Alex picked her up bright and early on July third from the Silverdale Humane Society and “Winnifred” quietly and sweetly rode in the backseat as if they were old friends. She didn’t need to wear the satellite dish because she was more interested in looking out the window than licking her tumor.




They arrived around lunchtime with a file of paperwork, medications, and an “OMG-that’s-a-mammary-tumor?”  Picture a black and white dairy cow with a painfully swollen udder. Now, conjure up scenes from Sigourney Weaver’s Alien movies where there’s clearly something trying to break inside-out. Now, overlap those images. I’ll even admit I wasn’t sure if I was seeing intestines in those wounds, or just the inside of the tumor itself. It was gross. And it looked freakishly painful. The tumor dragged her belly so low to the ground her teats brushed the earth and sitting required her to carefully position her belly. But she wagged her tail as if conducting a symphony of gratitude.  Mostly black she had a spill of white down her face, front and toes, as if she tipped the cereal bowl up too high. A straight white line runs down the middle of her neck—perhaps her name should be “skunk?”She didn’t respond to the name Winnifred at all. Maybe she’s deaf?

This tumor had to be emergent, right? It oozed and left bloody prints behind her. Not terribly much, but enough that I didn’t feel comfortable waiting through the Fourth to get her seen by our vet. Judith was all hands on deck via email—ODH sees a lot of mammary tumors. Girls who don’t get spayed have a high rate of incidence and the tumors can progress rapidly. Often once tumors are large, the cancer has metastasized to the lungs and operating doesn’t prolong life.  We’d need x-rays to find out if her lungs were clear—if not, no surgery.

Normally, I’d get a dog settled before the first vet visit, but we were on a tighter timeline with this tumor, and the holiday, and nothing about it fell in my “normal” category. Our vet saw us quickly at the end of the day for meds and supplies to help us get through. Whidbey doesn’t have a 24 hour vet so holidays and late nights can be tricky. And if I’m honest, I needed our vet to reassure me that Winnifred’s tumor wasn’t an emergency and could wait until the following Tuesday for the surgery. The tumor was massive enough, so the vet needed quite a block of time set aside for the x-rays and to operate. Winnifred took another car ride and a vet visit all in stride. I, on the other hand, had lots of questions. How do we keep it clean? Is it normal to ooze? Doesn’t it hurt?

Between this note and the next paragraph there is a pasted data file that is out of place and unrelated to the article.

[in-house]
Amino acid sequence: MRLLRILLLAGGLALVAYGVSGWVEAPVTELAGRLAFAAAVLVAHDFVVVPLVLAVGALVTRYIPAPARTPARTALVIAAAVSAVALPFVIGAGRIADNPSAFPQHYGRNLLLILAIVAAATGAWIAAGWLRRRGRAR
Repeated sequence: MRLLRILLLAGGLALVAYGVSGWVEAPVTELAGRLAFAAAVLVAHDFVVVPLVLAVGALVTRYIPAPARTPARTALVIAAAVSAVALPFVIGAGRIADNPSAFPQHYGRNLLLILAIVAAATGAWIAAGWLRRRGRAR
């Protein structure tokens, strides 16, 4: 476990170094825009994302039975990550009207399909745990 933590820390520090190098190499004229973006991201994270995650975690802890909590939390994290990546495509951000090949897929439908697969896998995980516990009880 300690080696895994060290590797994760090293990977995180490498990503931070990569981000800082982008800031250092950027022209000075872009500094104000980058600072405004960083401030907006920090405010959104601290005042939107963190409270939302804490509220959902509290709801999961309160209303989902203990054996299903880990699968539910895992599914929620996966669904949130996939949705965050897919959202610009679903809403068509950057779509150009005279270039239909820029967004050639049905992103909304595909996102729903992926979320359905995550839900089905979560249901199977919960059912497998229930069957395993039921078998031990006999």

Armed with answers and instructions on how to make a bra/girdle to help carry the tumor and keep it clean, we left the vet’s office feeling less like extras in a sci-fi thriller. At least I did; I’m fairly sure Winnifred thought aliens had taken over her body. The weight of the mass was probably more annoying than painful as the tumor didn’t have nerve endings to signal pain. Yay that.


The next biggest challenge became Winnifred’s name. She didn’t respond to it at all. She didn’t even seem to acknowledge the sounds. Winnie. Fred. Win. Ed.We tried every combination, not sure if she’d start to listen to it once she knew us, or if this name just wasn’t a match. Or was she deaf?No, she responded to voices and she wanted to bond, but not to Winnifred. Maybe she’d never had a name.

Over the next few days we tried every dog name on every Googleable list and it was the “S” and “T” sounds that seemed to resonate the most. Of course, she was sweeter than a candy factory and the endearments were easy. She’s such a sweetie.A couple of times she responded to “Spot” but not with real enthusiasm. Sweetie, however, rang bells for her and we said it so often that weekend we quickly learned she was “Sweetie.” It worked for her. Why keep trying others?



The ace bandage girdle slipped off the tumor when she laid down. Trying to keep it covered with a standard wrap was nearly impossible. The ace bandage wasn’t wide enough for staying power.  She didn’t seem to notice but we sure did. Here let me put that back on you, Sweetie. Again.